1892 - 1984
Marevna was the natural daughter of a Polish nobleman, Bronislav Stebelski, and of a Russian actress whose maiden name was Rosanovich and who married Aleksandr Vorob’ev. Mariya was raised by her father but took the name of her mother’s husband. She studied first in the Caucasus and in Moscow (particularly at the Strogonov school), and then in Italy, where she arrived in 1911.
In Capri, she met Maxim Gorky, who had a major influence on her development: he encouraged her to paint and came up with the pseudonym she used to sign her works ‘Marea Marevna,’ which means ‘daughter of the sea.’ In 1912, she met the Russian writer Ilya Ehrenburg in Paris, who introduced her to his artistic circle. She worked at the Académie Colarossi and at the Russian academy and had an affair with the Mexican painter Diego Rivera, by whom she had a daughter, Marika. Through Rivera, she met Picasso, Modigliani, Lhote, Juan Gris, Cocteau, and others. She left Rivera in 1921 and started producing decorative works that were even more strongly marked by Cubism. After World War II, she went to England where she published her memoirs.
Marevna was regarded as the first female painter to have joined a Cubist group. Her paintings, with their fresh and lively colours and simplified sets of straight and curved lines, are imbued with certain gentle humour. After 1918 and up until 1943, she turned towards Neo-Impressionist techniques in several portraits and landscapes in oil, watercolours or in stippled and engraved drawings. She later favoured the figure of the circle in her animated compositions, and worked on the construction of luminous forms that evoked an infinite, limitless world. She illustrated a collection of poems by Ilya Ehrenburg.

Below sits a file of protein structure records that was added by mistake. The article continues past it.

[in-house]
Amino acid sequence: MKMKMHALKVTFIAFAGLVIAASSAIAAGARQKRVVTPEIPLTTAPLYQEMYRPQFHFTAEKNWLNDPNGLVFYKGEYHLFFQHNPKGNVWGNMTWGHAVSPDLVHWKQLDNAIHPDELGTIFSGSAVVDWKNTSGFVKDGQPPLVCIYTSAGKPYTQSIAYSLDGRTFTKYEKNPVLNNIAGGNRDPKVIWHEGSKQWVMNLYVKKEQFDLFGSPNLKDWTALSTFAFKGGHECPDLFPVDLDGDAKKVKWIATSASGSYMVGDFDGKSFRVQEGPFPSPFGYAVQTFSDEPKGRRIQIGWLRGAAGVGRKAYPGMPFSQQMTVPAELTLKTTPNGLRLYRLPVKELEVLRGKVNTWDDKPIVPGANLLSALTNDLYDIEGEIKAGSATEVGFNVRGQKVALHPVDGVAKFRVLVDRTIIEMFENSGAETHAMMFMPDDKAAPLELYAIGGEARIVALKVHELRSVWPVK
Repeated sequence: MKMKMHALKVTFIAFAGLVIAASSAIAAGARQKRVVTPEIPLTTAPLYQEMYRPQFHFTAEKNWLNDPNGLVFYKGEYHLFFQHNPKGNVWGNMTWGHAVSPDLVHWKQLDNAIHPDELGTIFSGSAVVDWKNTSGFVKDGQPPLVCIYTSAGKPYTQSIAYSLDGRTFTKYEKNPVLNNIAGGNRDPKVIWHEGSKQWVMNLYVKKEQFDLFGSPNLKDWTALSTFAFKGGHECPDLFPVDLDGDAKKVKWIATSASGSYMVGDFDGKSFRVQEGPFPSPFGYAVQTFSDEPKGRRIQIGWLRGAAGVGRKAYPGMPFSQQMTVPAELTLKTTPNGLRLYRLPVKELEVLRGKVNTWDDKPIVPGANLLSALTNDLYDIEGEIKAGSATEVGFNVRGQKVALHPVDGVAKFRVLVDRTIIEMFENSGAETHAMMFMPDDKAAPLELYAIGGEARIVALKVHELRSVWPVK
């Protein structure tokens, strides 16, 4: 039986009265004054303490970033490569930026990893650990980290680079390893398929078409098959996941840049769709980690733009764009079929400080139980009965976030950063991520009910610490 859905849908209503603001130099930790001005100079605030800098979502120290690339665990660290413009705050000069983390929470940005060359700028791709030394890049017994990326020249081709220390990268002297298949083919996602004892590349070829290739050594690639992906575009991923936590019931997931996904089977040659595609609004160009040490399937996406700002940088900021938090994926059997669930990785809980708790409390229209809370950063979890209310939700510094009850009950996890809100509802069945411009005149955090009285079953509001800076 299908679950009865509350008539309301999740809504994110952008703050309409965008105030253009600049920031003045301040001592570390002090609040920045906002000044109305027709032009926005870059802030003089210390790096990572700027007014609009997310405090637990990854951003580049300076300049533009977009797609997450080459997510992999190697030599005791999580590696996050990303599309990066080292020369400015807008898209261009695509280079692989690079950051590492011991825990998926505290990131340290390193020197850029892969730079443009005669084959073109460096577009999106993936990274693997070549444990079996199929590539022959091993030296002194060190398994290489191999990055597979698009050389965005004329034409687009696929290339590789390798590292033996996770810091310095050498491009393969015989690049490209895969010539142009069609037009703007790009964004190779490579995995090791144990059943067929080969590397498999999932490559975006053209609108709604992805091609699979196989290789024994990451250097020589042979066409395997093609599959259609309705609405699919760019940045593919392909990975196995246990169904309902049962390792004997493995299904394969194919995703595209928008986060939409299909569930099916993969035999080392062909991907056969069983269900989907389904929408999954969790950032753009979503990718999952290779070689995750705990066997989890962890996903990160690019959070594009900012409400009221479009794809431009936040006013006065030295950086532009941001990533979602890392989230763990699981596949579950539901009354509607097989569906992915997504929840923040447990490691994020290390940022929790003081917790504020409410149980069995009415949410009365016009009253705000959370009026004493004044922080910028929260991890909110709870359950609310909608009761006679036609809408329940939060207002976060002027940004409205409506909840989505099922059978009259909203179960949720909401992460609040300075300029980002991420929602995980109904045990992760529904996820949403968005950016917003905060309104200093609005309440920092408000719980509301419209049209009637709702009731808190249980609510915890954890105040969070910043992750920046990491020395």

Marevna took part in collective exhibitions including: 1913, Salon des Indépendants, Paris; from 1919, Salon d’Automne, Paris; 1923, Salon des Tuileries, Paris; 1968, retrospective of Neo-Impressionism, Guggenheim Museum, New York; 1978, La Ruche exhibition, Musée Jacquemart-André, Paris; 1981, The Other Half of the Avant-Garde, exhibition palace, Rome; and 1985, Marevna and the Artists of Montparnasse at Bourdelle Museum ( Marevna et les Montparnos au Musée Bourdelle), Musée Bourdelle, Paris. Posthumous collective exhibitions included: 2002, Women of Montparnasse ( Elles de Montparnasse) at the Musée du Montparnasse, an exhibition illustrating the emancipation of female artists between the two world wars; and 2003, Russian Paris 1910–1960, an exhibition of Russian art and artists in Paris organised by the Russian Museum in St Petersburg, also shown at the Von der Heydt museum in Wuppertal and later at the Musée des Beaux-Arts, Bordeaux.
Solo exhibitions included: 1929, Galerie du Quotidien, Paris; 1936, Galerie Zborowski, Paris; 1952, Lefèvre Gallery, London; and 1958, Pushkin House, London. A major retrospective of her work went on display at the Petit Palais in Geneva in 1971. Posthumous exhibitions include: 1985, Rufino Tamayo museum, Mexico City; 1987, Petit Palais, Geneva; 1990, Cooling Galleries, London; and 1992, Marevna and Montparnasse, Wildenstein Gallery, London.1892
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